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Atomic clocks and the importance of being on time

The most precise commercially available atomic clocks are accurate to within less than 1 second over 3 million years. Why the need to be so accurate? It’s a good question when managing our time in everyday life seems such an inexact science!

While the precision of these ultra-accurate clocks may seem impressive, they aren’t nearly as good at keeping time as laboratory clocks, which are 100 times more precise. And research is under way to make them perform even better. But setting aside the quest for ever more accurate timepieces that could prove or disprove the laws of physics, atomic clocks have become an everyday necessity in the modern world.

What are the practical uses of an atomic clock?

Atomic clocks are characterised by two physical values: accuracy and stability over a given period of time. A clock is selected depending on what it will be used for. Less accurate but highly stable atomic clocks are the most widely available and least expensive on the market, but here we have chosen to focus on the most accurate clocks that can function autonomously.

Thanks to these clocks, many applications have revolutionised our daily lives, without us even knowing it.

The accuracy of satellite navigation systems depends on the proper synchronisation of these clocks — a difference of just one microsecond can lead to a positioning error of 300 metres. Synchronisation must therefore be accurate to within 1/100 of a microsecond. Satellite clocks must also be able to function without being adjusted for at least 12 hours. In other words, these clocks must be accurate to less than 1 second over 140,000 years.

Europe has developed the GALILEO satellite navigation system which will rival GPS by the end of the decade. GALILEO will be more accurate than GPS and will provide a guaranteed signal quality that will open up new applications, particularly for air navigation. Thales is involved through its MIS business, which has developed an atomic clock for 2nd generation satellites.

Another everyday activity that relies on atomic clocks is telecommunications. When we place a call or send data across a network, our information travels via different operators, without us knowing who or how many of them there are. This information is sent in packets and then put back together once it arrives at its final destination.

If the networks are not functioning at the same speed, information may be lost or the data highways can become congested. To avoid this, the International Telecommunication Union imposes a standard for operators that limits the difference in speeds between two networks. These accuracy requirements — 1 second over 3,000 years — can only be met by atomic clocks.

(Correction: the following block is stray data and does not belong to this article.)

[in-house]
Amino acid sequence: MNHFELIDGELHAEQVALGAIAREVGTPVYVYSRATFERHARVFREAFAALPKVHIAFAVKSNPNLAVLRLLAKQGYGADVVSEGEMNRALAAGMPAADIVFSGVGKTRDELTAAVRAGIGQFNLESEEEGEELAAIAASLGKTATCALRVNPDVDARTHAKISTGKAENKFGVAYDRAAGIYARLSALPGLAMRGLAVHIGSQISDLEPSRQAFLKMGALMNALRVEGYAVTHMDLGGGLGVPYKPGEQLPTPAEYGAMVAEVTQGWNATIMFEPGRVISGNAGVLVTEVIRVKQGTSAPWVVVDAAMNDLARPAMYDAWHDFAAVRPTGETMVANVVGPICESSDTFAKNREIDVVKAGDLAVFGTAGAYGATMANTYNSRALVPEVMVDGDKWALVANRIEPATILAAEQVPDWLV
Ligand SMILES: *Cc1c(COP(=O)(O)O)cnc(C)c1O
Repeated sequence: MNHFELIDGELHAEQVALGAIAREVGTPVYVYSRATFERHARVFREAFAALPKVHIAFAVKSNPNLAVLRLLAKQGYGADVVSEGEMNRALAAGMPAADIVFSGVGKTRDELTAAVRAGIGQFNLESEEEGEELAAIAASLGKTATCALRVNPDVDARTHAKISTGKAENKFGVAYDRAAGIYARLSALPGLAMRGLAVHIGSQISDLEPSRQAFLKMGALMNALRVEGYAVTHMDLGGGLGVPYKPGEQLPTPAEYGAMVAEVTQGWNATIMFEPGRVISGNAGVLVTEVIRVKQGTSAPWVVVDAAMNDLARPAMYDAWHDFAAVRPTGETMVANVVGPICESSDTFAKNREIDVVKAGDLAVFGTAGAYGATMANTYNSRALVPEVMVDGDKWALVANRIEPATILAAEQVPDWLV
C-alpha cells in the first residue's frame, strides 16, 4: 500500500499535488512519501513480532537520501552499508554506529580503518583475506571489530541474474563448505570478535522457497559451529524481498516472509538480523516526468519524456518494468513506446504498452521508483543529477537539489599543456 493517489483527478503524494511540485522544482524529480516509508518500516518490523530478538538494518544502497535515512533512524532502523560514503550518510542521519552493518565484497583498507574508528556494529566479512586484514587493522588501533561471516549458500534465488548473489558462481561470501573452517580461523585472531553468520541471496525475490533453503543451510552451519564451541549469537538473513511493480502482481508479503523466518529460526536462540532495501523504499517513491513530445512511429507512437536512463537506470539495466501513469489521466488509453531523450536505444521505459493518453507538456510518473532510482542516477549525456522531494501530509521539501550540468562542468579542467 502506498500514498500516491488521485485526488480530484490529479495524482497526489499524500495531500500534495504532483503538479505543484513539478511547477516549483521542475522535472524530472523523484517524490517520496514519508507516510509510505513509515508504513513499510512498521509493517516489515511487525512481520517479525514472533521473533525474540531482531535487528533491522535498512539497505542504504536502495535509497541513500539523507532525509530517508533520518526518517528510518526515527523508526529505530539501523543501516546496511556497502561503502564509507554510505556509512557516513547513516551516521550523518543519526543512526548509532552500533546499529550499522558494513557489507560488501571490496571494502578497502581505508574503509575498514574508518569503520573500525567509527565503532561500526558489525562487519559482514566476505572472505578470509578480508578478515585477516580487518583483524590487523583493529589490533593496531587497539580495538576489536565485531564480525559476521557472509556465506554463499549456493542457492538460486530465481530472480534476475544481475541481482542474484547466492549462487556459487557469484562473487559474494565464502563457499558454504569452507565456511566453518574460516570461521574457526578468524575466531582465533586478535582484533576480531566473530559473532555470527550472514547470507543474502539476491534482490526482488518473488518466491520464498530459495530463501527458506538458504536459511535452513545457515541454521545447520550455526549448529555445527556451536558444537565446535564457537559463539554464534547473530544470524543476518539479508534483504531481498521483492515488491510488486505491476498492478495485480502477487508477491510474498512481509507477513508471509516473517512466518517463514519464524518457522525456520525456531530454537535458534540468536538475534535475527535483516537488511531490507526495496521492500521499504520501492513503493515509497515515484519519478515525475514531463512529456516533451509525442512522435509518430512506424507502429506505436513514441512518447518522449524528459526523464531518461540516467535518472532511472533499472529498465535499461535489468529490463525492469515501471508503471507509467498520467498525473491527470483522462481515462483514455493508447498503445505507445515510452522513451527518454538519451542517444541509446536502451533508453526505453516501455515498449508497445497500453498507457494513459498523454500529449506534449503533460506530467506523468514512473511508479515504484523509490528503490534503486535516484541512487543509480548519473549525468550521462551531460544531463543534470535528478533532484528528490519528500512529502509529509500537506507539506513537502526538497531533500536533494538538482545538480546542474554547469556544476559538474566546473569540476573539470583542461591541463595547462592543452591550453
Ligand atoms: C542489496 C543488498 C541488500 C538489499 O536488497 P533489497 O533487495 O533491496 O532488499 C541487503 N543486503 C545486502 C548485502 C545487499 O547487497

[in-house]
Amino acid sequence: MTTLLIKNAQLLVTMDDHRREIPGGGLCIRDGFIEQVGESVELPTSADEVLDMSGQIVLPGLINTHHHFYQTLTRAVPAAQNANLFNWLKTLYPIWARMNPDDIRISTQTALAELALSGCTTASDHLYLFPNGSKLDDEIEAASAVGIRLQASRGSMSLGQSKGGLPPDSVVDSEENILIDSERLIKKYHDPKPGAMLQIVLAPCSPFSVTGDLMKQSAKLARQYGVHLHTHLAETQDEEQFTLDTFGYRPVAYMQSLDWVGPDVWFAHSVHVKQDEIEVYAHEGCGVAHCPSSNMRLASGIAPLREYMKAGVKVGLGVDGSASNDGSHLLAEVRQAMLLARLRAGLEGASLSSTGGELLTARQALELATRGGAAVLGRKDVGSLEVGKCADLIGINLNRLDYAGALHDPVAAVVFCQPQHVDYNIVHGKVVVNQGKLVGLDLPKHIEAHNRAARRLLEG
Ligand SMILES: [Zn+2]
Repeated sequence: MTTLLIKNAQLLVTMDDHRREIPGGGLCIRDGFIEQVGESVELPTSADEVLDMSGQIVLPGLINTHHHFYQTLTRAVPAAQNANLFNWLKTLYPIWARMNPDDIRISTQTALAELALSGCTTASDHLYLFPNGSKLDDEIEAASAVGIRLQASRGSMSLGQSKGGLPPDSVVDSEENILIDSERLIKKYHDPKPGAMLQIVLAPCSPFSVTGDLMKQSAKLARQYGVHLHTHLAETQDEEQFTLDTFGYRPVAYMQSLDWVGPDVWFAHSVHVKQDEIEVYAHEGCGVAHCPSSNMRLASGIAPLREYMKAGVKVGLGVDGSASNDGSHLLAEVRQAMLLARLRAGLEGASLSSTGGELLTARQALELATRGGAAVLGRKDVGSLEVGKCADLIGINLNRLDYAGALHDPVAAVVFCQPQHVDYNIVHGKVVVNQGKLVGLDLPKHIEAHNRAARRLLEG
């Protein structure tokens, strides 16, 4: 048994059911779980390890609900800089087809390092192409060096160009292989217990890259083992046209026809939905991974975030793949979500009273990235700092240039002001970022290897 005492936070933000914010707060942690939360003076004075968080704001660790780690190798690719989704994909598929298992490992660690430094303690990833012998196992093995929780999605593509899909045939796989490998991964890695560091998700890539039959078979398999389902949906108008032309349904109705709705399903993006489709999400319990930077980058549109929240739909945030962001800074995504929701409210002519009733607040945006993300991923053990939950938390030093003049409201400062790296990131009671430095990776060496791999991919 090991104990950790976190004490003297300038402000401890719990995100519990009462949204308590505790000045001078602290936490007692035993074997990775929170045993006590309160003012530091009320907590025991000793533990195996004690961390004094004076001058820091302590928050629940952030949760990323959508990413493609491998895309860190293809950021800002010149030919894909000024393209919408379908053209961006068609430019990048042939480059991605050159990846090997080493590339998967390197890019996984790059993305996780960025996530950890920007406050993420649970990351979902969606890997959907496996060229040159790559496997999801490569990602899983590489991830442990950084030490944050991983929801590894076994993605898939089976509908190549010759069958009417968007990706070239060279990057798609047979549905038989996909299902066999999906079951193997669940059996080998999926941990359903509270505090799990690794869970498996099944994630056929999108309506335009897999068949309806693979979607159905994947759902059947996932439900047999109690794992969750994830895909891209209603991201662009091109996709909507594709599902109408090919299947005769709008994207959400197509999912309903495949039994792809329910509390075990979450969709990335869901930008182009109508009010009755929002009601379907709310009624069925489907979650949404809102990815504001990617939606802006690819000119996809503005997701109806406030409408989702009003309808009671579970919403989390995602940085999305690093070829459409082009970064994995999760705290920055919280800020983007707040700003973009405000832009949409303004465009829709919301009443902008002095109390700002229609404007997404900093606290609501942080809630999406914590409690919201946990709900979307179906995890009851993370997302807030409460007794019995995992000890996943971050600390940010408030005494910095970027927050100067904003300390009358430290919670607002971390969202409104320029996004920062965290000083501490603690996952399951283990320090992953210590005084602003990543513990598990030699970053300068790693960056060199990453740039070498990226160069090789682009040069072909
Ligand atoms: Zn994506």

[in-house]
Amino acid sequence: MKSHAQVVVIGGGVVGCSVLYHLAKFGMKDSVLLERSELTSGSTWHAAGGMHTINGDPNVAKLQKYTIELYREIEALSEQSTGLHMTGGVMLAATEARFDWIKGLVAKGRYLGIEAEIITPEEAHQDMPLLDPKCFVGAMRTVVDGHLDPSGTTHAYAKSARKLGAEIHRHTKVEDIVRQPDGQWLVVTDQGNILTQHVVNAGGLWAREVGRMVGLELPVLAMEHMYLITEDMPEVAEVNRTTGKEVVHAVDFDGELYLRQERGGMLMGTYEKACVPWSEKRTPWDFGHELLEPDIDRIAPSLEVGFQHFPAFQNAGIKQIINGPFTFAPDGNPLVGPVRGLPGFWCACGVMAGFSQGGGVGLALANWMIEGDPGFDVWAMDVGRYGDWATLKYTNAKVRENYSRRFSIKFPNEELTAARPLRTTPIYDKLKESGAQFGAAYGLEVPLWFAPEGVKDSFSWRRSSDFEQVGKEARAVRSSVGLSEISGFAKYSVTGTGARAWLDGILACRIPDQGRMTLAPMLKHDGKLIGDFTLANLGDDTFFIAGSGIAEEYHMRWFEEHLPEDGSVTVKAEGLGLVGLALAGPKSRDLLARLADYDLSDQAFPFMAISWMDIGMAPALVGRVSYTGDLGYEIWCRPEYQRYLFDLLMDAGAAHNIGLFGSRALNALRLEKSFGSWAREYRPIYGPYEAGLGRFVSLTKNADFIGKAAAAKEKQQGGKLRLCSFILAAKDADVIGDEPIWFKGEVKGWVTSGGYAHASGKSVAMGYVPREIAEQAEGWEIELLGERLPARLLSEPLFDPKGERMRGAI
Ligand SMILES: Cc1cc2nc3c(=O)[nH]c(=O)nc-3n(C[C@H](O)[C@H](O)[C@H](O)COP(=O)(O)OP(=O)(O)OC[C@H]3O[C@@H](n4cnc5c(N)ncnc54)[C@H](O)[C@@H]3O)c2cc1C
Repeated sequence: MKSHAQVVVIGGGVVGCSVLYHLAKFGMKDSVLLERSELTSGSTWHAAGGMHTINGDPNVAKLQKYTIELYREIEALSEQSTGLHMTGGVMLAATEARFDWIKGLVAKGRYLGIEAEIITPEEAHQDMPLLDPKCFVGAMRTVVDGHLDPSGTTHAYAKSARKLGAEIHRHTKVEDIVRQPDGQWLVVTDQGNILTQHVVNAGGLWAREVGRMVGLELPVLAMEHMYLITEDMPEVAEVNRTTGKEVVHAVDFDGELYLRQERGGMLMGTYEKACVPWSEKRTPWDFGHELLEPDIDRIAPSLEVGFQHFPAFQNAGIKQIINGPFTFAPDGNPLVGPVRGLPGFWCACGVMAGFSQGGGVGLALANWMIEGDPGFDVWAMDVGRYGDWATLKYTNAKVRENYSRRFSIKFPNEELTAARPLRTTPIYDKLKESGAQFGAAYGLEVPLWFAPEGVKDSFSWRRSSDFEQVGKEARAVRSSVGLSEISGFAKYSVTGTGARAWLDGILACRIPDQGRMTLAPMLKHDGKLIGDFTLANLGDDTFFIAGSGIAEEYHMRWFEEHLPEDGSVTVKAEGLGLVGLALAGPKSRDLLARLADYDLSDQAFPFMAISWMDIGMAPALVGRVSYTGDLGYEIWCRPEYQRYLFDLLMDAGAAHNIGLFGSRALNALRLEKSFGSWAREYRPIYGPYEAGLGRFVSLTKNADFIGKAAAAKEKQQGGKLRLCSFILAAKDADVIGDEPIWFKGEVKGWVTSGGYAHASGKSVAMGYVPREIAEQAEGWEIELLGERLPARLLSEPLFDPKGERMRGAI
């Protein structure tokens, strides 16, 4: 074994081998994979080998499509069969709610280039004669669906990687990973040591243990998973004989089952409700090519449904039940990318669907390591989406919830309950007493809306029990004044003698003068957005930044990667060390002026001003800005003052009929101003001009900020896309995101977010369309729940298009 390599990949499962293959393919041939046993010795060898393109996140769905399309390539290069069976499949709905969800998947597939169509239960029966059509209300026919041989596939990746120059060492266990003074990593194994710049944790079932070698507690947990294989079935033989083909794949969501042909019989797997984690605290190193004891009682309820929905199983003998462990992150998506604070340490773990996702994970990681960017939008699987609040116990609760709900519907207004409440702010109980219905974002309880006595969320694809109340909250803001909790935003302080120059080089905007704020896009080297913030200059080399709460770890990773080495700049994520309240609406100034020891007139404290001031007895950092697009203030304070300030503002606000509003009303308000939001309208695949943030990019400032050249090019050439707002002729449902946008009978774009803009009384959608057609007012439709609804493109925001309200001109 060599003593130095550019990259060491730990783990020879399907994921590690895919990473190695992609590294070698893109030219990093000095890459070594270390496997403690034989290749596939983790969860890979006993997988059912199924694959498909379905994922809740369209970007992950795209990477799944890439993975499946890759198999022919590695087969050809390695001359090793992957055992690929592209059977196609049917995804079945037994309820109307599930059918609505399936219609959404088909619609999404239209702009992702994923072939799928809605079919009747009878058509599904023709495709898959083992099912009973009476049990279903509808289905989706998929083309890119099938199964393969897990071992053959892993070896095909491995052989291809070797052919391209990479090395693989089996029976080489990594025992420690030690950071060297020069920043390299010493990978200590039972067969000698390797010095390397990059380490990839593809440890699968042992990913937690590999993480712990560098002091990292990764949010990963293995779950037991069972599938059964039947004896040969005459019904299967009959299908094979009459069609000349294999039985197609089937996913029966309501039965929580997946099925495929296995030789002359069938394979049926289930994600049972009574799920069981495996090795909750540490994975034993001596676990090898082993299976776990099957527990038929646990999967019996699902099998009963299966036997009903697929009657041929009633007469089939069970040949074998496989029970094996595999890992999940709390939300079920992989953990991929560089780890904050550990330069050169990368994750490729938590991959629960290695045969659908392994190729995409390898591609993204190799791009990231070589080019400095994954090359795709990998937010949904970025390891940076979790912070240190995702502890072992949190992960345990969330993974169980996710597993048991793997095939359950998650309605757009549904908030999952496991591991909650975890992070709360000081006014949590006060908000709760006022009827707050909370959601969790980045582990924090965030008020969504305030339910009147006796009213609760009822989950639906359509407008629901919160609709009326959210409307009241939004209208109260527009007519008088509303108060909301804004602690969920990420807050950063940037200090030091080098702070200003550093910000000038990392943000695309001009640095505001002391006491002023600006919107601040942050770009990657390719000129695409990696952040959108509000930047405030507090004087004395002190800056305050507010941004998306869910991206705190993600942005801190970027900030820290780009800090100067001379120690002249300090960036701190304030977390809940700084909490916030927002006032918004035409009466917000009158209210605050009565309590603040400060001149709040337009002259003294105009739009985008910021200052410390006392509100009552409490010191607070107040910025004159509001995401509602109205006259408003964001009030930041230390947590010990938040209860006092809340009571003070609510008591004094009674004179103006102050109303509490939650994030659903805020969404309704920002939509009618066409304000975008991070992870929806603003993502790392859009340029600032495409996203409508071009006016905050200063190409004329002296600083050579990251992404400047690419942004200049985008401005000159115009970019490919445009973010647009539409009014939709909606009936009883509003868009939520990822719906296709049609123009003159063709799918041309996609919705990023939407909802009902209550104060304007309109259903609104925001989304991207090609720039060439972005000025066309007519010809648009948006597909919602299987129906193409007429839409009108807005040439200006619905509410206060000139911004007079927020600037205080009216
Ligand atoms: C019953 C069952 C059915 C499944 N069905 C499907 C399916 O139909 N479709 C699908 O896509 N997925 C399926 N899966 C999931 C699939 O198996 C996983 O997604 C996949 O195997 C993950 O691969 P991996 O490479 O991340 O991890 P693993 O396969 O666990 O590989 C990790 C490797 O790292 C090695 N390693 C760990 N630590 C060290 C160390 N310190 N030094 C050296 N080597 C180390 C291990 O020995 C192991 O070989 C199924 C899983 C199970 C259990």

The network synchronisation requirement applies to high-speed mobile networks (4G) but also to electricity distribution networks, which must link energy sources with identical frequencies and synchronised phases. The development of smart grids has made the use of accurate clocks even more essential.

Banks also need very accurate clocks to guarantee the time and date stamps of high-frequency transactions with microsecond accuracy. These systems generally use clocks based on special GPS receivers designed to determine the time and date of the transactions and the order in which they were performed.

In various ways, atomic clocks have transformed our relationship to time. We no longer measure time against the movement of the Earth but against the movement of the caesium-133 atom. International Atomic Time (TAI) was established using 340 atomic clocks located throughout the world, and has replaced the observations of astronomers. The only connection between time and the average rotation of the Earth is the occasional addition of a leap second (often several years apart) to compensate for the slowing rotational movement of the Earth. The atomic clocks used to perform these operations must offer the highest accuracy and the greatest stability over time. As well as commercially available clocks, the best laboratory atomic clocks in the world are also used. TAI is a time scale generated after the fact by comparing different clocks, often by measuring the differential with a particular GPS satellite clock at the exact same moment (common view clock synchronisation). In order to have a time scale that is predictable in advance, many countries generate local atomic time by setting an atomic clock by TAI.

New uses of atomic clocks are emerging every day, particularly involving GPS and other satellite navigation systems.

Galileo works, and works well